the one that you can press


software I attempted not to break: iterm, sublime

hardware I attempted not to break: mill, soldering station, laptop

----yay buttons!----

This week we're adding a button and LED to a board. I'm a little nervous to have to use Eagle - I've never used it before or designed my own circuits at all, so it should be interesting. I was able to download Eagle and get the fab library after looking through posts from previous years explaining how exactly to do that. After watching a few tutorials, I actually found it pretty easy to use Eagle. I didn't run into any problems with spacing/sizing, which I'm sure helped a lot. I started by just making the normal board, and then adding the LED/button/resistor according to how Neil said to do it during class. After a bit of fiddling, my schematic looked like this.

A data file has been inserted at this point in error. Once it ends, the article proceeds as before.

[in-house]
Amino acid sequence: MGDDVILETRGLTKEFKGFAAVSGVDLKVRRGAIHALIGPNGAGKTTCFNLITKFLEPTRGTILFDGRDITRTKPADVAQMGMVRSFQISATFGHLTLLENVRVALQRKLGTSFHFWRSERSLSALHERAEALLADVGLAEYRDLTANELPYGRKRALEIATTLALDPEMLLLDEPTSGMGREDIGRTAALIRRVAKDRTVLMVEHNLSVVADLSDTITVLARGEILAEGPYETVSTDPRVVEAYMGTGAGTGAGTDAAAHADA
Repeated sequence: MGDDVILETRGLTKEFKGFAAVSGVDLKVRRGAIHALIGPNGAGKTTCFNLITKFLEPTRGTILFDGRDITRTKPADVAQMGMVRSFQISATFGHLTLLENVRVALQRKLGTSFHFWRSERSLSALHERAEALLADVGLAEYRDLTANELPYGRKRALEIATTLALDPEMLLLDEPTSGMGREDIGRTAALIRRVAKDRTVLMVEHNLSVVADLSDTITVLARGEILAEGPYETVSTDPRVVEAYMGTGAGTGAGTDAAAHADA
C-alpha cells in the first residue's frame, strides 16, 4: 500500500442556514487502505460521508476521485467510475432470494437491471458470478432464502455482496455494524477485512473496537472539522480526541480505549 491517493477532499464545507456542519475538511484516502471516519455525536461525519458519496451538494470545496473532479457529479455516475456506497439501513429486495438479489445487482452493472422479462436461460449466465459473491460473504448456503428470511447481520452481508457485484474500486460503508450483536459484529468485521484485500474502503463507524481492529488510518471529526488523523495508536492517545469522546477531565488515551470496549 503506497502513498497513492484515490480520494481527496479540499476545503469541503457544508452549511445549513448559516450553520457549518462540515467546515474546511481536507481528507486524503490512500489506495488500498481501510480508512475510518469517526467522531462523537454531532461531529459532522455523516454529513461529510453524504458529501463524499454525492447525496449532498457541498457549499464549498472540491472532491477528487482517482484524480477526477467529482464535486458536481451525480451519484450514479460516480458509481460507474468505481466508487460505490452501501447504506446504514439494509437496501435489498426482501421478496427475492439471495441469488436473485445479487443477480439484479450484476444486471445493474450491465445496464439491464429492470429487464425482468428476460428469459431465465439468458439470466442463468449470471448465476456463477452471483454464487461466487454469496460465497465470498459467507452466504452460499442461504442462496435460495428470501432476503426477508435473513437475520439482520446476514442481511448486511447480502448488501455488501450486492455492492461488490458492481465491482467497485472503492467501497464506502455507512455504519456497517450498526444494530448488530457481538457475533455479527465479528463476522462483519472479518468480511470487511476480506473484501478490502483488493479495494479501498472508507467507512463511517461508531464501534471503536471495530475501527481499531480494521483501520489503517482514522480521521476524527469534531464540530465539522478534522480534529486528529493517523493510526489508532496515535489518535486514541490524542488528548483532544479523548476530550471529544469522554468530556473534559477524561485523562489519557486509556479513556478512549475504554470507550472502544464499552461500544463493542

It's not the cleanest, but I think it's okay. I then switched to the board layout and tried to lay it out nicely so it looked symmetric and well-designed, but I was having problems routing it. I ended up doing what Natalie suggested, which was finding the design rules that had been posted on the HTMAA site previously and importing those, then autorouting the routes, and this worked out fine.


Next came milling and stuffing! Milling worked out fine this time - everything turned out well the first time and no routes looked too small or close together, which was amazing. Stuffing also seemed easier this week, which was great.
For programming it, I just ran the code provided in this week's assignment. It worked at the beginning, but then the button presses stopped registering. I tried to resolder it but it still wasn't working, so I think that something else must have gone wrong. I'll look into it more later.